Hezekiah of Judah

18 1-4 In the third year of Hoshea son of Elah king of Israel, Hezekiah son of Ahaz began his rule over Judah. He was twenty-five years old when he became king and he ruled for twenty-nine years in Jerusalem. His mother’s name was Abijah daughter of Zechariah. In God’s opinion he was a good king; he kept to the standards of his ancestor David. He got rid of the local fertility shrines, smashed the phallic stone monuments, and cut down the sex-and-religion Asherah groves. As a final stroke he pulverized the ancient bronze serpent that Moses had made; at that time the Israelites had taken up the practice of sacrificing to it—they had even dignified it with a name, Nehushtan (The Old Serpent).

5-6 Hezekiah put his whole trust in the God of Israel. There was no king quite like him, either before or after. He held fast to God—never loosened his grip—and obeyed to the letter everything God had commanded Moses. And God, for his part, held fast to him through all his adventures.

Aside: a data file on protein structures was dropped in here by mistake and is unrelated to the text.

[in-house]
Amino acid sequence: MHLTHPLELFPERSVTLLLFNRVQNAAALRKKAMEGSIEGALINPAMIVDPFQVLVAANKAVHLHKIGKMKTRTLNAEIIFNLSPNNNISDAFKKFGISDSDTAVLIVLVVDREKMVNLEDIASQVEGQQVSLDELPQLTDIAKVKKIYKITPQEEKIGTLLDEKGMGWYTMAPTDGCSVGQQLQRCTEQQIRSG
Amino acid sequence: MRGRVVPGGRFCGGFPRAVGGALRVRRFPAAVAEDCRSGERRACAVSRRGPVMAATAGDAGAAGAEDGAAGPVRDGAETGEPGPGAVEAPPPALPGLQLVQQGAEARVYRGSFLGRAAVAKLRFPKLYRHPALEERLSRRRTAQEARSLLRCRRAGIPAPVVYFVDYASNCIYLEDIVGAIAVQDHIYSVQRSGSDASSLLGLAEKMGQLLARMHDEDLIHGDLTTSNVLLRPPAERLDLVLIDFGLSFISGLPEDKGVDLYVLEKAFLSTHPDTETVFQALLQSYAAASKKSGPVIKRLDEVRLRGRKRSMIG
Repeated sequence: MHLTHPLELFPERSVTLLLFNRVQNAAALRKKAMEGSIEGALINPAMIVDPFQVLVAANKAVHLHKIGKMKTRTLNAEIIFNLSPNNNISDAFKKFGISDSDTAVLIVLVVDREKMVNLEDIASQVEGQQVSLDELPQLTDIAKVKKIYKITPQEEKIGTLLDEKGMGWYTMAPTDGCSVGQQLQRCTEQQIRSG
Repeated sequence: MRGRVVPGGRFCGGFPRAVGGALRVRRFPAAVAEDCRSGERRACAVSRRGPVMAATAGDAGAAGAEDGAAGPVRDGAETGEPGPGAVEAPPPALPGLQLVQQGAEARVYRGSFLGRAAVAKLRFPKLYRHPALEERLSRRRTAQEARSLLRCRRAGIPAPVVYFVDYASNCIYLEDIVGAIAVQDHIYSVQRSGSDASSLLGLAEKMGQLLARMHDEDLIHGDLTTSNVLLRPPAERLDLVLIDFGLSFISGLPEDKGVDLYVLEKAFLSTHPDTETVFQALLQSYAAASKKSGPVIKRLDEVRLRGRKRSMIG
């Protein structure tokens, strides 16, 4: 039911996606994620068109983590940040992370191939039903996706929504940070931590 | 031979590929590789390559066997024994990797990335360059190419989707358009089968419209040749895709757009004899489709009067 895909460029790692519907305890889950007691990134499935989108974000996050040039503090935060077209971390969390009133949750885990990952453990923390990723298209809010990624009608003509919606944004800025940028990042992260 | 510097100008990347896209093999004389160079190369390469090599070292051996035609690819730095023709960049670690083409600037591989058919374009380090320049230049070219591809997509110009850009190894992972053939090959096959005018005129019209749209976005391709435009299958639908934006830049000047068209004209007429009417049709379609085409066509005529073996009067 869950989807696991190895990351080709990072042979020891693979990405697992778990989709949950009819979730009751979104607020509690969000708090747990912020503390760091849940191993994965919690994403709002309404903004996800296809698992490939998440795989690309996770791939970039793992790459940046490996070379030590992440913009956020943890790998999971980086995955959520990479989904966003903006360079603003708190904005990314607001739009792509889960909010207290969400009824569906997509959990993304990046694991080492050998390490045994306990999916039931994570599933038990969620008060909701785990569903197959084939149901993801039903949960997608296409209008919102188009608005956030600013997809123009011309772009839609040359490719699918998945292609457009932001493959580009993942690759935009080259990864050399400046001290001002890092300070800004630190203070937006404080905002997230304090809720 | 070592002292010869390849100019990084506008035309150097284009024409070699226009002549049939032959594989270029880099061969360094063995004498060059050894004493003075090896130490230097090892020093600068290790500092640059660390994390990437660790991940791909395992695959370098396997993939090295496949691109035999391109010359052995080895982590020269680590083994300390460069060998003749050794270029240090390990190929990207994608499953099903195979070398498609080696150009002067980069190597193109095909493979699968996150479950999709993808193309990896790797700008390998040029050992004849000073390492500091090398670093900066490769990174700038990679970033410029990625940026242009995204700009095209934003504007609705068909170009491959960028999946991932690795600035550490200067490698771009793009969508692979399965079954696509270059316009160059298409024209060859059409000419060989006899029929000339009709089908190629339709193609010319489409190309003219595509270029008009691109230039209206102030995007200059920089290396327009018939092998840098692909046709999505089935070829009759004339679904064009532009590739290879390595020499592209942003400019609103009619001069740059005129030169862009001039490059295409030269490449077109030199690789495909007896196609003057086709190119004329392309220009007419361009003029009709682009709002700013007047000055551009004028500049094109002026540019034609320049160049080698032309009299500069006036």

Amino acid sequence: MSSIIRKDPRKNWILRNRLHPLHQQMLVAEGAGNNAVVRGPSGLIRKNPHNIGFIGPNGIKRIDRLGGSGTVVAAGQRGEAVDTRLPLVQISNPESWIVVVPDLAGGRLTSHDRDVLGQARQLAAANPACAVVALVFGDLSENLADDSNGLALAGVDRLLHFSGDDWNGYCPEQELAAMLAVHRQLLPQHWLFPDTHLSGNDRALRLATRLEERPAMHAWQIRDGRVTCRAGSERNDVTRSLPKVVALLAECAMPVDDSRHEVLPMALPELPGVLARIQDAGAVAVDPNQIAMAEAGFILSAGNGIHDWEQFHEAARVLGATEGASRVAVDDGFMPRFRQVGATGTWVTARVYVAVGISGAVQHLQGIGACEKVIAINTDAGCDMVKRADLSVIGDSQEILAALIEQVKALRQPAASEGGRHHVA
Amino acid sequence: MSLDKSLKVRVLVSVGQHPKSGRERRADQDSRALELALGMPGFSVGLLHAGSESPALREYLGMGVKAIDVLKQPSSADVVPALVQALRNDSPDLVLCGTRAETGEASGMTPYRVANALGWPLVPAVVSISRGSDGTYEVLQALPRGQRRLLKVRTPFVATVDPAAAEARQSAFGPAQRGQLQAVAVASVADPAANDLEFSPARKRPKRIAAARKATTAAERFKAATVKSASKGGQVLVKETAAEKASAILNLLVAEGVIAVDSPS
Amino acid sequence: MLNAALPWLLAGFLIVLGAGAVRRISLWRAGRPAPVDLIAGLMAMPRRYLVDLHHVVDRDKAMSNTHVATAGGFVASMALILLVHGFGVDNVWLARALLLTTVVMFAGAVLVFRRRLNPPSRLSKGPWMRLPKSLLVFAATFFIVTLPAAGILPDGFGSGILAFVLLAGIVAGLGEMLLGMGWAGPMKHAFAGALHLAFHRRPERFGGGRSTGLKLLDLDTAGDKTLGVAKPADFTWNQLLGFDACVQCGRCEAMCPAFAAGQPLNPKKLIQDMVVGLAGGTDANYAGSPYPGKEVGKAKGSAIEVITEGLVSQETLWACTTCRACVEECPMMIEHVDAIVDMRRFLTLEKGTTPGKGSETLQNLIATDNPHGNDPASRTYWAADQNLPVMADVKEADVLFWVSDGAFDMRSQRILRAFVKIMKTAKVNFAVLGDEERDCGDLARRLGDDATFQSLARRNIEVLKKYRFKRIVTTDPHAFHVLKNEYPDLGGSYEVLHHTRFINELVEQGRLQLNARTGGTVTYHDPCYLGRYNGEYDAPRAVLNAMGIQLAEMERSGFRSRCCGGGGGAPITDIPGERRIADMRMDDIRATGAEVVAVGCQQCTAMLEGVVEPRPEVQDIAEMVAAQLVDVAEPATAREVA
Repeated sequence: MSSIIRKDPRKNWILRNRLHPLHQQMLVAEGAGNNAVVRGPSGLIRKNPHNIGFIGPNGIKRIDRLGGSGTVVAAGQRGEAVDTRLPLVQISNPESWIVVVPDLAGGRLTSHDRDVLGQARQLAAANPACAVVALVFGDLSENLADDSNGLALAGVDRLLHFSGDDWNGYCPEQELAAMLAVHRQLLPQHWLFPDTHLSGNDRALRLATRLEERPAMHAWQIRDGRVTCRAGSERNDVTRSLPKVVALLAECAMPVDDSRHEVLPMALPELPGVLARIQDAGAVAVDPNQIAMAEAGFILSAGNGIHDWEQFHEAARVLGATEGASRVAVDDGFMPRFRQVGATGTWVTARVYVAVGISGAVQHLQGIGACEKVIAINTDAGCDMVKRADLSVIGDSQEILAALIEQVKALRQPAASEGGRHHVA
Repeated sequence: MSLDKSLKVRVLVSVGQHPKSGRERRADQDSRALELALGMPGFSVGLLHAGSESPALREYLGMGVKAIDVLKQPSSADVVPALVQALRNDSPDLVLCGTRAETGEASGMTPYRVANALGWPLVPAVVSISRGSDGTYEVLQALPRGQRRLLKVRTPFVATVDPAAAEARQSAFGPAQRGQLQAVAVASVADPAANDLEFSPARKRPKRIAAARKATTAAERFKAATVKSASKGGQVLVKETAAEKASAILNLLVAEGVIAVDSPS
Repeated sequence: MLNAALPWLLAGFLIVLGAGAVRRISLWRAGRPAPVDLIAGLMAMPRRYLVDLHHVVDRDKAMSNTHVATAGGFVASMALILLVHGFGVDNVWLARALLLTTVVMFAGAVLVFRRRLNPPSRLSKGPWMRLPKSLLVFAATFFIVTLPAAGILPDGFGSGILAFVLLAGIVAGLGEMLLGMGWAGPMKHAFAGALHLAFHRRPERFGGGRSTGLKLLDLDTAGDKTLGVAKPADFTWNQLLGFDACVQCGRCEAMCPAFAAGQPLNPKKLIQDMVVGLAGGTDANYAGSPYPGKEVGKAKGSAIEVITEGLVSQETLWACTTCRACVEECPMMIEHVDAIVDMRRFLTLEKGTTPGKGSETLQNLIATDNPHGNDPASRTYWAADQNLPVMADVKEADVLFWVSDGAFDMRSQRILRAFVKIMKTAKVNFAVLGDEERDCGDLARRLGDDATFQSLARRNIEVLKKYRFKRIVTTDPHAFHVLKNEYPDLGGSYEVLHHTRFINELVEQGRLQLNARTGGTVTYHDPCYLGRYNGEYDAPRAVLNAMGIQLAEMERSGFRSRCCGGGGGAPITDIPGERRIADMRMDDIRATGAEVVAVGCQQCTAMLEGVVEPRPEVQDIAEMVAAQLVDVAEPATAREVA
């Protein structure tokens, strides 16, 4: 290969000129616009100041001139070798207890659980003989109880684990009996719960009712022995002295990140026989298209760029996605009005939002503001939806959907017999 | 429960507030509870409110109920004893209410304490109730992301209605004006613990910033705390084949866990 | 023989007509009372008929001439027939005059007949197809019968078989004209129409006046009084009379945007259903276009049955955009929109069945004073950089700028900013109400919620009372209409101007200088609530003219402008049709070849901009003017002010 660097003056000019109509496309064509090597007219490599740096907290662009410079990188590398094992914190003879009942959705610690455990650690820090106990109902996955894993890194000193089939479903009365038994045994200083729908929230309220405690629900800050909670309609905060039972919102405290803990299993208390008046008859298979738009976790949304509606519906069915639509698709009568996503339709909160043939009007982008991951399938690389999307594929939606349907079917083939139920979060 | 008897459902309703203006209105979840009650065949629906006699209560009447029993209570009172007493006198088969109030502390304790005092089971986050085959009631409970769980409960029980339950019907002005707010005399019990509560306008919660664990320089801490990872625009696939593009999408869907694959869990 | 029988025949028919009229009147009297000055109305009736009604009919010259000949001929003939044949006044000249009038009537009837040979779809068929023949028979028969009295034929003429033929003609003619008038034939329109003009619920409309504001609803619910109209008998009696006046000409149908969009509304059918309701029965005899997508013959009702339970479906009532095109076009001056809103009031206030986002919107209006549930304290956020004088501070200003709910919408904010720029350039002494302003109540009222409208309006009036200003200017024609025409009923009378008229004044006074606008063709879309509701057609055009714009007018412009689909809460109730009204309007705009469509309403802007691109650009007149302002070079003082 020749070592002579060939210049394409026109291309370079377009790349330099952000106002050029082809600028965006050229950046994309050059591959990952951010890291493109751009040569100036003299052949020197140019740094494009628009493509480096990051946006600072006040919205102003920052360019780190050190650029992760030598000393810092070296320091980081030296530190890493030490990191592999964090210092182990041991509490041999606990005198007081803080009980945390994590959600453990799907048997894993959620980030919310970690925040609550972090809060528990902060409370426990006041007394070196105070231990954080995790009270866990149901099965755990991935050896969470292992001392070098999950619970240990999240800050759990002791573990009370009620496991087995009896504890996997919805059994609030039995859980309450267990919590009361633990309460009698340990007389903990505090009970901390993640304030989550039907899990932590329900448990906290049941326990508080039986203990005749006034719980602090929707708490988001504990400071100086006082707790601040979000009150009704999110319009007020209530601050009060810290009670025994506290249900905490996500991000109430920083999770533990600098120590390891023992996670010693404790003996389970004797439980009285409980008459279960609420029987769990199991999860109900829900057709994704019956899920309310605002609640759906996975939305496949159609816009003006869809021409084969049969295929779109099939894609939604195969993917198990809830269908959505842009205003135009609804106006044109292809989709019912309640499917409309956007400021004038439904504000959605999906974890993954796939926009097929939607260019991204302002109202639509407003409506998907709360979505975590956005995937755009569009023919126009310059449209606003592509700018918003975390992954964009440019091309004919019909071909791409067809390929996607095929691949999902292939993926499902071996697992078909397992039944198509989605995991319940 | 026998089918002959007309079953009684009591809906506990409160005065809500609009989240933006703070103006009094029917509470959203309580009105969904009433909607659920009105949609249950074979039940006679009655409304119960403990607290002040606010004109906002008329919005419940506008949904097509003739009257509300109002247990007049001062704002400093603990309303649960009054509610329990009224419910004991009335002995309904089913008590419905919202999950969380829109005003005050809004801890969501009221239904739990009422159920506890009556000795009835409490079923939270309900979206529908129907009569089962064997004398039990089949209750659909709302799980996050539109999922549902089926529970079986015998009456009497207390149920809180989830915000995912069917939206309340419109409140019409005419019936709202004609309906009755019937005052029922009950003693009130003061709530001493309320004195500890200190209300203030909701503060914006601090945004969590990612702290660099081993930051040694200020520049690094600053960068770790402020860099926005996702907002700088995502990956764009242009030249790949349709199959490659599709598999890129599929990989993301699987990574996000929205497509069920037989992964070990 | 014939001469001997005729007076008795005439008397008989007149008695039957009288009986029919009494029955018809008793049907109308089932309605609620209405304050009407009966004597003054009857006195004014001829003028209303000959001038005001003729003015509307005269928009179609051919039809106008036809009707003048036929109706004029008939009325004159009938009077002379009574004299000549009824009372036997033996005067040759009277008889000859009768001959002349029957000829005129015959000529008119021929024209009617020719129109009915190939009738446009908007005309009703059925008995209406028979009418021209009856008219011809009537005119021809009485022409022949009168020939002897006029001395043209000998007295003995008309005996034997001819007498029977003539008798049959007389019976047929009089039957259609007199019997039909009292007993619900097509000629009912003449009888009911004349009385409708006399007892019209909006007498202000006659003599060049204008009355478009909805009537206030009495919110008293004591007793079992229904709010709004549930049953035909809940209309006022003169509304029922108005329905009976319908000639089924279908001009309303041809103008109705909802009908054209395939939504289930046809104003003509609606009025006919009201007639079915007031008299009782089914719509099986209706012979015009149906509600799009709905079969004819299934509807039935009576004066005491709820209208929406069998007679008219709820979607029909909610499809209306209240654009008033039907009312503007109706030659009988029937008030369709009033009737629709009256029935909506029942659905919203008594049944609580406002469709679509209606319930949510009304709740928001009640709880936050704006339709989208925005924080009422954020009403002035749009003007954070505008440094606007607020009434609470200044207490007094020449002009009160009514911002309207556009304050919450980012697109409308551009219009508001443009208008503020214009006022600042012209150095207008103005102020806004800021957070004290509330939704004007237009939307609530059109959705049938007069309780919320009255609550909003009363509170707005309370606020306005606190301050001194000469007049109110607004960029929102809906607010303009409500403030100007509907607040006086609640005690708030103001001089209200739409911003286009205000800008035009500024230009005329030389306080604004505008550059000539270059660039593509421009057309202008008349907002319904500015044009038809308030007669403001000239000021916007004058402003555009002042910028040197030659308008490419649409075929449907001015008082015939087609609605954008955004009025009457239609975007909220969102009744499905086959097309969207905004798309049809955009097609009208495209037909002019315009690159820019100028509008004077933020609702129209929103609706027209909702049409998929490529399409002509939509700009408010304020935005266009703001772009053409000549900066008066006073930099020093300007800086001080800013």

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He removed(A) the high places,(B) smashed the sacred stones(C) and cut down the Asherah poles. He broke into pieces the bronze snake(D) Moses had made, for up to that time the Israelites had been burning incense to it. (It was called Nehushtan.[a])

Hezekiah trusted(E) in the Lord, the God of Israel. There was no one like him among all the kings of Judah, either before him or after him. He held fast(F) to the Lord and did not stop following him; he kept the commands the Lord had given Moses.

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Footnotes

  1. 2 Kings 18:4 Nehushtan sounds like the Hebrew for both bronze and snake.

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